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Three Things I Think I Think – Thursday Edition

Here are some things I think I am thinking about.

1)  Should We Get Awards Just for Participating?  James Harrison made headlines this past weekend when he said his kids would be returning their “participation trophies”.  I have to say that I don’t understand this trend in giving people an award just for showing up. Maybe I am too old school or something, but athletics, to me, is inherently competitive.  Just like academic work prepares one for the mental competition of school, athletics prepares one for the physical competition we will encounter through parts of life. We don’t give kids A’s just for going to school and trying their best. So why would we give them trophies just for showing up to play sports?  Competitive sports serve a specific function just like competitive academics. If we don’t want kids participating in socialized events like sporting events then can’t they learn to socialize without the competitive part (there are countless other options after all)?

I know, I know. There’s some logic behind participation trophies. We want kids to feel included, learn to socialize and avoid some of the bullying mentality that tends to coincide with competition.  But when did it become impossible to teach children to have fun, play with sportsmanship AND be competitive?

This kind of reminds me of the whole discussion about capitalism today. Some people think capitalists have to be these cruel and cutthroat profit hoarding maniacs who take more than they give. But that’s just not true. The best capitalists earn a profit precisely because they give so much to the world. There is no reason why capitalism can’t be synonymous with giving. In the same way, competitive sports can be synonymous with sportsmanship.  But that depends on what type of athletes and capitalists we decide to raise.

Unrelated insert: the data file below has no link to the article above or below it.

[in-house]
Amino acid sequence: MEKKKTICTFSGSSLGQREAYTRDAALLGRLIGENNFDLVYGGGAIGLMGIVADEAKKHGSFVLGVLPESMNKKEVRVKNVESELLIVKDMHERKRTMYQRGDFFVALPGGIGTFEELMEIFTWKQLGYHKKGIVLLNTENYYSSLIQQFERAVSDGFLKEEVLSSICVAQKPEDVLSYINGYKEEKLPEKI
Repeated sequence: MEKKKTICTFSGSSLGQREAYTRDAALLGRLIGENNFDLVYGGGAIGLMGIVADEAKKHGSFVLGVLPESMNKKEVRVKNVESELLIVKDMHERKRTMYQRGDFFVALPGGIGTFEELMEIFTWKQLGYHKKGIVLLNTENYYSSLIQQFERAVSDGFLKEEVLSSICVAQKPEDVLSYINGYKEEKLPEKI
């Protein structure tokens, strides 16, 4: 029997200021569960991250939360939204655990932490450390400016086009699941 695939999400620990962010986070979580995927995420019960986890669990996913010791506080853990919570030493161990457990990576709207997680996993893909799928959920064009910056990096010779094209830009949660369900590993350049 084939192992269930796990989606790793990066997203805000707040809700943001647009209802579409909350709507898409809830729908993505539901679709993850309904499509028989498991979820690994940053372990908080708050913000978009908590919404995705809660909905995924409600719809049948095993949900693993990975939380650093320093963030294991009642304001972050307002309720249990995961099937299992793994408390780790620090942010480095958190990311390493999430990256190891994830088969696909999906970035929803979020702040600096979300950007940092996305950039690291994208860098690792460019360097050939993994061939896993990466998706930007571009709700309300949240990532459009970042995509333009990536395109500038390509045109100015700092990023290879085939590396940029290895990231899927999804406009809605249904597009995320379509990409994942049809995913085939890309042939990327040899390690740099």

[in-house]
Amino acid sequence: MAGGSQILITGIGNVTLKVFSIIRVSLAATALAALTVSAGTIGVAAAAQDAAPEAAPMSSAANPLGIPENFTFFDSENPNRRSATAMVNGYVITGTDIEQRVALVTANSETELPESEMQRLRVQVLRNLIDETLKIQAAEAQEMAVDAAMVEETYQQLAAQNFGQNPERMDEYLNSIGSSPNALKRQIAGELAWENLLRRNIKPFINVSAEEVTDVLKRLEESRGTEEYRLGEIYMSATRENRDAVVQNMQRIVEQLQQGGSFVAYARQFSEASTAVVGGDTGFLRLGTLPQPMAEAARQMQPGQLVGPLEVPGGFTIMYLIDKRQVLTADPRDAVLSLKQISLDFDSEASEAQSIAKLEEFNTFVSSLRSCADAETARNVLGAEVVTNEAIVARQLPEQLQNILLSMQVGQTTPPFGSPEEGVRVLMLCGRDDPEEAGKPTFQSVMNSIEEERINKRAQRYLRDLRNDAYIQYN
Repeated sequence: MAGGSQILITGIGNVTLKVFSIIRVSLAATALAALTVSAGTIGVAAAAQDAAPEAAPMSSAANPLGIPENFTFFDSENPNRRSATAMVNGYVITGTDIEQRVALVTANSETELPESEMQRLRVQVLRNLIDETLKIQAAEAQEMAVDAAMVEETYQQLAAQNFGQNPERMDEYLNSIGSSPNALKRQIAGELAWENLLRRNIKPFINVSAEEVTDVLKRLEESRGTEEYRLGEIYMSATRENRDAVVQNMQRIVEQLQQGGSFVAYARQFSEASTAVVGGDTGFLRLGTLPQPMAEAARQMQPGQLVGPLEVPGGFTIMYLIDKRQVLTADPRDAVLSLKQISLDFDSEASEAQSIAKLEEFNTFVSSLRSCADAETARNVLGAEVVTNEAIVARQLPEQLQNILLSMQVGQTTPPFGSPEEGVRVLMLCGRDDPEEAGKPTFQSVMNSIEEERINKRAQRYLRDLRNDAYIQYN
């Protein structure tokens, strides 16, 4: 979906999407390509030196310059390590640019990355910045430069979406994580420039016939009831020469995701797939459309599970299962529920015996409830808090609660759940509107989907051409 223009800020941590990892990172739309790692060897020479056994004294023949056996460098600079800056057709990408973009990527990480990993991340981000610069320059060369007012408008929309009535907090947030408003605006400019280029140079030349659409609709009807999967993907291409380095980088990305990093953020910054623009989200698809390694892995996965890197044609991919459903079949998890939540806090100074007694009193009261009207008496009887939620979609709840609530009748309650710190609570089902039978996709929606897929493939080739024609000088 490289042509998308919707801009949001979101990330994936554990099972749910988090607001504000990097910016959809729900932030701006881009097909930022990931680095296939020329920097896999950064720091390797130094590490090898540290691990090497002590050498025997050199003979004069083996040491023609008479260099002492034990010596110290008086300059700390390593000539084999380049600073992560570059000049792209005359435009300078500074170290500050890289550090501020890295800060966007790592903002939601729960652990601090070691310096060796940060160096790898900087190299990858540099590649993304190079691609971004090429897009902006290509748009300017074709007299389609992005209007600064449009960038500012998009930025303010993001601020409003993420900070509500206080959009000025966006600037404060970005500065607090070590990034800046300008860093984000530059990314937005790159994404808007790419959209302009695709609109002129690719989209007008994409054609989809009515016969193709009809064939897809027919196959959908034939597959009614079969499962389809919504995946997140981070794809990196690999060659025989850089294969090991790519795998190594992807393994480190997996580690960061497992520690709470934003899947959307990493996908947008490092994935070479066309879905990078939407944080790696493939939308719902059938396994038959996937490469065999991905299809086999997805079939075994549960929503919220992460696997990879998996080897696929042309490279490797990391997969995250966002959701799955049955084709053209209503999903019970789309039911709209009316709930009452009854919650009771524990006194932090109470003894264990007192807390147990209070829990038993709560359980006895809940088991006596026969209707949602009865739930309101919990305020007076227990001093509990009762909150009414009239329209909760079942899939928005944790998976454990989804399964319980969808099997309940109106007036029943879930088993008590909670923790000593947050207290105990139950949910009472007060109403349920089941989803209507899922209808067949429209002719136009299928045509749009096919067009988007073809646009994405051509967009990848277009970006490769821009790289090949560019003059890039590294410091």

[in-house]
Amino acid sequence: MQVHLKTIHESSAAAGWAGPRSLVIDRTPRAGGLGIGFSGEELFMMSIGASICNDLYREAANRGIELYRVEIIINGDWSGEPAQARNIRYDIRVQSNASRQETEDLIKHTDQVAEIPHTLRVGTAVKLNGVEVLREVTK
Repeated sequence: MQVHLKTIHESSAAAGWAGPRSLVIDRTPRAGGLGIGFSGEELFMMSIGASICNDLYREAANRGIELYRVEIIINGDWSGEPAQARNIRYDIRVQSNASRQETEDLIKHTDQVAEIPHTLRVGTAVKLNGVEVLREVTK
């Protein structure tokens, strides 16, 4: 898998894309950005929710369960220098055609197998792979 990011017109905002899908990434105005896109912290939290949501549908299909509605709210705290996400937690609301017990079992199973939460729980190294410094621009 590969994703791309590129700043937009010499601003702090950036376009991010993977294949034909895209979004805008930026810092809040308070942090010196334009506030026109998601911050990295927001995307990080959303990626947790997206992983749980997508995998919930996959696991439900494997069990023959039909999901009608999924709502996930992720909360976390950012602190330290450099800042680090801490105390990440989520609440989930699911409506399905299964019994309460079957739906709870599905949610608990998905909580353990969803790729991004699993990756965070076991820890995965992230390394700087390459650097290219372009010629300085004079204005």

2)  Donald Trump said something extremely wise on Twitter yesterday:

This one always confounded me.  Why would we invite foreigners in to benefit from our schools and then kick them out? It’s almost like we want to invest time and money in the world’s most valuable assets (humans) and then not benefit from those investments. It just makes no sense. How in the world has this law not been changed yet?  Congress, just do it!

3)  The Relentless Commodity Crash. Earlier this year I mentioned that commodities were becoming more attractive. This has been a fairly big change in my view as I’ve been bearish on commodities for as long as I can remember. That looks pretty silly in the near-term as commodities have fallen another 15% this year. But this isn’t a trading view. It’s a cyclical view.  Here’s a good perspective on how unusual this current downturn is:

CRB

As Vanguard has noted, commodities have generated 22% annualized returns in late market cycles. This isn’t just some trading guess either. The rationale is quite logical. As the business cycle matures and wages rise we also tend to get rate increases and a rise in inflation. So commodities get bid up.

Here’s another view of this via Allianz – the average return of different asset classes during Fed rate hikes. We hear a lot of chatter about how US stocks perform poorly during rate hikes, but this just isn’t true. And this makes sense. The reason the Fed raises rates is precisely because the economy is improving so it makes sense that interest rate increases would positively correlate with stock market increases.  But take a look at that commodity return.  It’s almost three times better than the average US stock return during rate hikes.

Rates

 

Of course, we shouldn’t go overboard with this view. As I’ve noted before – commodities have ALMOST no place in your portfolio.  Commodities are not cash flow generating instruments that we should build portfolios around. But the arithmetic of future returns isn’t very kind to stocks and bonds and if we can buy commodities at multi-decade lows in a late market cycle environment then they might just contribute positively to portfolios during a time period when a lot of other assets just don’t do that well.

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